Pro-environmental behavior and rational consumer choice: Evidence from surveys of life satisfaction

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Abstract

This paper theoretically and empirically investigates the hypothesis of decision error in environmental-friendly consumption. Existing evidence suggests that people make systematic mistakes in affective forecasting that lead to suboptimal decisions. The paper hypothesizes that such errors are important in the context of the private provision of environmental goods and shows in a simple theoretical model that decision errors imply a non-zero net marginal utility at the chosen level of environmental-friendly consumption. Using life satisfaction as a proxy for experienced utility, the empirical analysis finds a positive and significant association between life satisfaction and pro-environmental behavior, which is consistent with environmental-friendly consumption being less than individually optimal. The results are robust to controlling not only for socio-demographic characteristics but also for differences in environment-related personal attitudes. © 2010 Elsevier B.V.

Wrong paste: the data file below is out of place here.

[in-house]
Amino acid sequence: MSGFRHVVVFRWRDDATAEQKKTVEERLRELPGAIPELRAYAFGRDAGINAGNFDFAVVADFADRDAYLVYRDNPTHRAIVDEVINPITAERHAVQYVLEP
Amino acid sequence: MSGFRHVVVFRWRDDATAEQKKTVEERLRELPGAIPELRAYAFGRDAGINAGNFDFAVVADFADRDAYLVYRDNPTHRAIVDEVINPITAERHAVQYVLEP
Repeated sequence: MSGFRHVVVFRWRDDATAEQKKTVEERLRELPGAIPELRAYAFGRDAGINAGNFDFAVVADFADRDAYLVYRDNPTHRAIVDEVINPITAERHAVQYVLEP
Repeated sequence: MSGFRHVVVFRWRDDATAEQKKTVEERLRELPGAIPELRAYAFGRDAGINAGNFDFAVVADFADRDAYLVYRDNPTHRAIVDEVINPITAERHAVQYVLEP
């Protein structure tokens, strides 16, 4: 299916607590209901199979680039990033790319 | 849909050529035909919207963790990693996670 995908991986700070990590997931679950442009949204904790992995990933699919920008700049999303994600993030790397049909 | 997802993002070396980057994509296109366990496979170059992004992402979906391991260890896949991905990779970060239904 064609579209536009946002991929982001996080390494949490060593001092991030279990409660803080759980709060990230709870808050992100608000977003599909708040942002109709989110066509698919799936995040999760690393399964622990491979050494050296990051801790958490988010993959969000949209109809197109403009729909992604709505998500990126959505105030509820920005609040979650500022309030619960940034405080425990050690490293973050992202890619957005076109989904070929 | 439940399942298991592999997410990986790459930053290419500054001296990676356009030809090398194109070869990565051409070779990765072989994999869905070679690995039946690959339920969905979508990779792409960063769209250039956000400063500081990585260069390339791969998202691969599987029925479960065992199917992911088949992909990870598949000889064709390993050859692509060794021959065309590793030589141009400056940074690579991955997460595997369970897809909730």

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Welsch, H., & Kühling, J. (2010). Pro-environmental behavior and rational consumer choice: Evidence from surveys of life satisfaction. Journal of Economic Psychology, 31(3), 405–420. https://doi.org/10.1016/j.joep.2010.01.009

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